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Gustav MAHLER (1860-1911)
Das Lied von der Erde
Jonas Kaufmann (tenor)
Wiener Philharmoniker/Jonathan Nott
rec. Golden Hall of the Musikverein, Vienna, 16-22 June 2016
SONY CLASSICAL 88985389832 [61:06]

This release has caused a lot of controversy since it first appeared, and I’m still a little conflicted about it myself. The reasons for the debate are obvious. Mahler wrote Das Lied von der Erde for a tenor and “low voice,” in practice either a mezzo-soprano or a baritone. However, in his recording and concert of 2016, superstar tenor Jonas Kaufmann sang all the songs himself, and you can now judge the results for yourself.

In the booklet notes Kaufmann explains that this was the end result of a journey he went through with the work, which is well and good, but he goes too far in suggesting, as he does, that the piece doesn’t really need two singers for it to work. That’s wrong-headed and even a touch hubristic because it flies so directly in the face of the composer’s wishes.

All we can do, however, is evaluate what he has given us, and in many ways it’s very satisfying, throwing up new aspects of Kaufmann that you might not expect. In the opening Trinklied, for example, the voice has a controlled rawness that you don’t normally associate with him. However, there is beauty, too, in the section about the sky gleaming blue.  Furthermore, he is remarkably audible in the section about the ape howling among the tombstones.  Whether that’s because of his stamina, Nott’s control of the orchestra, a clever recording balance or a combination of all three doesn’t really matter; the effect is wonderful.

Conversely, Von de Jugend is light and carefree, the voice tripping gently over the notes in a manner that is appropriately superficial, while the protagonist of Der Trunkene im Frühling is clearly a happy drunk, full of good humour, even if his conversation with the bird is a little heavy.

So far so predictable, but what of the low voice songs? Well, the first two are very affecting. He runs through a whole range of emotions in Der Einsame in Herbst sounding wounded and damaged at the beginning, and he scales his voice back so that the rampant heroism of the Trinklied vanishes and it sounds instead like an entirely different voice, almost limpid in its vulnerability.  However, he finds power and a more heroic tinge to the final phrase around “Sonne der Liebe,” and he also brings out the humour and lightheartedness of Von der Schönheit better than more serious-minded mezzos or baritones.  Some others might think this superficial, but Kaufmann reminds you that the flirtatiousness is already there in both the poetry and the music, and so it sounds very natural.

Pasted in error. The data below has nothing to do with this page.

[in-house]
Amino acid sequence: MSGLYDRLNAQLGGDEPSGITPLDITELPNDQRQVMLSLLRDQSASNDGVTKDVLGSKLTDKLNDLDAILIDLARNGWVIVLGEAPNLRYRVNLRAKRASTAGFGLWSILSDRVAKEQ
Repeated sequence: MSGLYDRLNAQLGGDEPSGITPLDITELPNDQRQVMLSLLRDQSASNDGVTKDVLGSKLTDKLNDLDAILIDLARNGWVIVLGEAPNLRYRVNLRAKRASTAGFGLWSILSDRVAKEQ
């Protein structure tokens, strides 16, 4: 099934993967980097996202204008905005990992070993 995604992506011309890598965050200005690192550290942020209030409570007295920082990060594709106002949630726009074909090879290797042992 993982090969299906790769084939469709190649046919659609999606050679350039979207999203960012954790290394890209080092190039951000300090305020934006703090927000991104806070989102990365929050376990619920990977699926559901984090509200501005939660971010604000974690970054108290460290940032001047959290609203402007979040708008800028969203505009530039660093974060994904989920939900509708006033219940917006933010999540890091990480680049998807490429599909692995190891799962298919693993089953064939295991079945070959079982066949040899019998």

The greatest test, however, is where he is found most wanting. A lot about Der Abschied is good.  The voice is very beautiful at the key moment where the moon arises like a silver boat, an arcing sense of yearning creeping into the sound.  He is also uncommonly communicative at the passage where, in an almost hushed voice, he explains that he is awaiting his friend  (“Ich stehe hier”) while the winds float around him and the violins first begin to sing their great Farewell theme.  He is then hushed and meditative when his friend arrives, the voice arching up as it prepares for the great coda.

But is it sufficiently characterised?  It’s here that I had my greatest doubts.  Kaufmann is one of today’s greatest vocal actors, but I couldn't escape the feeling that he was never much more than a tourist in this song, taking territory that shouldn't really be his.  For all that I've said above, there is less vocal variety and colour on display than you’ll find among his lower-voiced rivals and, astonishingly for an artist like him, he seems to forsake his acting ability. When he sings the words of the departing friend, for example (“Wohin ich geh?”) he shades down his voice, but the effect sounds strangely empty rather than personal; inert when it should be most full of emotion.  He redeems that a little when he sings the composer’s own words in the coda, the climax of the whole work, but the music’s overall destination feels a little anticlimactic, not helped by the fact that the final repetitions of “Ewig” sound too low for his voice.

The Vienna Philharmonic Orchestra, on the other hand, has been most closely associated with this work ever since the days of Bruno Walter and Kathleen Ferrier, and they make the most consistently satisfying contribution to the recording’s success. The horns at the open glow rather than bray, and the violins dare to be subtle in their line that caresses the often neglected corners of the Trinklied.  There is a perpetual twinkle to Von der Jugend, and the clarinets skirl brilliantly at the beginning of Der Trunkene im Frühling.  Every detail of Der Abschied comes out brilliantly, be it the huge sense of space around the opening, the flicker of the winds like birdsong, or the beautiful, mystical coda, complete with celesta and mandolin. Jonathan Nott was, apparently, a late stand-in for an indisposed Daniele Gatti, but you’d never guess it, so complete is his mastery of the score, and his vast Mahlerian experience comes to the front in a way that his co-artist’s does not.

I’ve said before that I far prefer a female voice in these songs, and not even Jonas Kaufmann can dissuade me from that view. If, ultimately, his project falls short then I can, at least, admire its ambition. However, I doubt we’ll still be talking about it in a couple of years’ time.

Simon Thompson



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